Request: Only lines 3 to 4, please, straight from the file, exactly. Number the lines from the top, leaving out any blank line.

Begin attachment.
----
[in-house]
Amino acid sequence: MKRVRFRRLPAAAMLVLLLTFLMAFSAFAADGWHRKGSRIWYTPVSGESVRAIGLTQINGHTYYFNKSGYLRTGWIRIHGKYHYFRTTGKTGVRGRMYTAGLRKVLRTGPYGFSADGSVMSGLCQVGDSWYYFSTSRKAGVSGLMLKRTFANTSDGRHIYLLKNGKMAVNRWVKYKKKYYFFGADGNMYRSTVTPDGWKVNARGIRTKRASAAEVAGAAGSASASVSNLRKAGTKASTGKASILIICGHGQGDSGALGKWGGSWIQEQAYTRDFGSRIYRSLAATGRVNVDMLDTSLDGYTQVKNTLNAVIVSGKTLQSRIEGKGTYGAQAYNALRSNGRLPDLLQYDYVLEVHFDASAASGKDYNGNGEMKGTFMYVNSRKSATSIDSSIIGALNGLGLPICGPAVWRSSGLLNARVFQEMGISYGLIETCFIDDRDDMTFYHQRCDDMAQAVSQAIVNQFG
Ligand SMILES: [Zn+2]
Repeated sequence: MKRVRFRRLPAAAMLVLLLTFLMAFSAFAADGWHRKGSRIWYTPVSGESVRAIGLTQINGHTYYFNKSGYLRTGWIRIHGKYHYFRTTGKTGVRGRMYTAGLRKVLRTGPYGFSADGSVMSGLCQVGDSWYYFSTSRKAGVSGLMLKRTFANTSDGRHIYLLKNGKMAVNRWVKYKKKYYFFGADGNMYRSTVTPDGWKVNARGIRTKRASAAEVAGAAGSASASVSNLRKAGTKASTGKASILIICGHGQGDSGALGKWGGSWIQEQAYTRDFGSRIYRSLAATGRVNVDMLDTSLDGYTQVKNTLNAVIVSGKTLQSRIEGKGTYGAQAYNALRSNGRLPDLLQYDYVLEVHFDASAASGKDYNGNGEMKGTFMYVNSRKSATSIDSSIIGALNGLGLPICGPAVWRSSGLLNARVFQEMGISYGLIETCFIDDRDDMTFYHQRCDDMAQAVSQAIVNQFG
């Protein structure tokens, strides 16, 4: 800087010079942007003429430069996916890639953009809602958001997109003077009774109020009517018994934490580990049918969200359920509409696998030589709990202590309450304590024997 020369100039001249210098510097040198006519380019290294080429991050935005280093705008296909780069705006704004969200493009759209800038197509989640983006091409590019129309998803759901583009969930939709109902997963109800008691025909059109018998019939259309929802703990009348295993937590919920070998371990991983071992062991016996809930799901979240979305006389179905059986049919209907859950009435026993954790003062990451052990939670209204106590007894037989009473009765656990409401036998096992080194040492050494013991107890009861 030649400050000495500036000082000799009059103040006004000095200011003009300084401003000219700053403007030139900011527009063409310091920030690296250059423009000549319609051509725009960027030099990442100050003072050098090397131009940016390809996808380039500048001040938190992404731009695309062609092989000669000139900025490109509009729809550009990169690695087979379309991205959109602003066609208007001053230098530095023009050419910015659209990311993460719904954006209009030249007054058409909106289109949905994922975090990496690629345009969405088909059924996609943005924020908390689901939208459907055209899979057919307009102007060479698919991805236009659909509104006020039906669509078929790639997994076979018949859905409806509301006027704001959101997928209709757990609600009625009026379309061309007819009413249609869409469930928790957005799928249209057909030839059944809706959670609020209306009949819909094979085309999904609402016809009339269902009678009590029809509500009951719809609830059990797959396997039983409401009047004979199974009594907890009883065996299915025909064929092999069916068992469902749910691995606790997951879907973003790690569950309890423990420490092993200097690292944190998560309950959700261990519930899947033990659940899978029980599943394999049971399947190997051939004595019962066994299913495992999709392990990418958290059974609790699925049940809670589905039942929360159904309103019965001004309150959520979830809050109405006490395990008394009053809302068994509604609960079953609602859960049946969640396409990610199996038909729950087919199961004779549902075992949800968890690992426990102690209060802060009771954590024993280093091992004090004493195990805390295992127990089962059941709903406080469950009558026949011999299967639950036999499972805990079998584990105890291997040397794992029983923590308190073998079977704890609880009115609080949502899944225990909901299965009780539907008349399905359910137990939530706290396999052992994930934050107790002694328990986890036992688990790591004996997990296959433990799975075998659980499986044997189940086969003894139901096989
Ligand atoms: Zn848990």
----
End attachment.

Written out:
Ligand SMILES: [Zn+2]
Repeated sequence: MKRVRFRRLPAAAMLVLLLTFLMAFSAFAADGWHRKGSRIWYTPVSGESVRAIGLTQINGHTYYFNKSGYLRTGWIRIHGKYHYFRTTGKTGVRGRMYTAGLRKVLRTGPYGFSADGSVMSGLCQVGDSWYYFSTSRKAGVSGLMLKRTFANTSDGRHIYLLKNGKMAVNRWVKYKKKYYFFGADGNMYRSTVTPDGWKVNARGIRTKRASAAEVAGAAGSASASVSNLRKAGTKASTGKASILIICGHGQGDSGALGKWGGSWIQEQAYTRDFGSRIYRSLAATGRVNVDMLDTSLDGYTQVKNTLNAVIVSGKTLQSRIEGKGTYGAQAYNALRSNGRLPDLLQYDYVLEVHFDASAASGKDYNGNGEMKGTFMYVNSRKSATSIDSSIIGALNGLGLPICGPAVWRSSGLLNARVFQEMGISYGLIETCFIDDRDDMTFYHQRCDDMAQAVSQAIVNQFG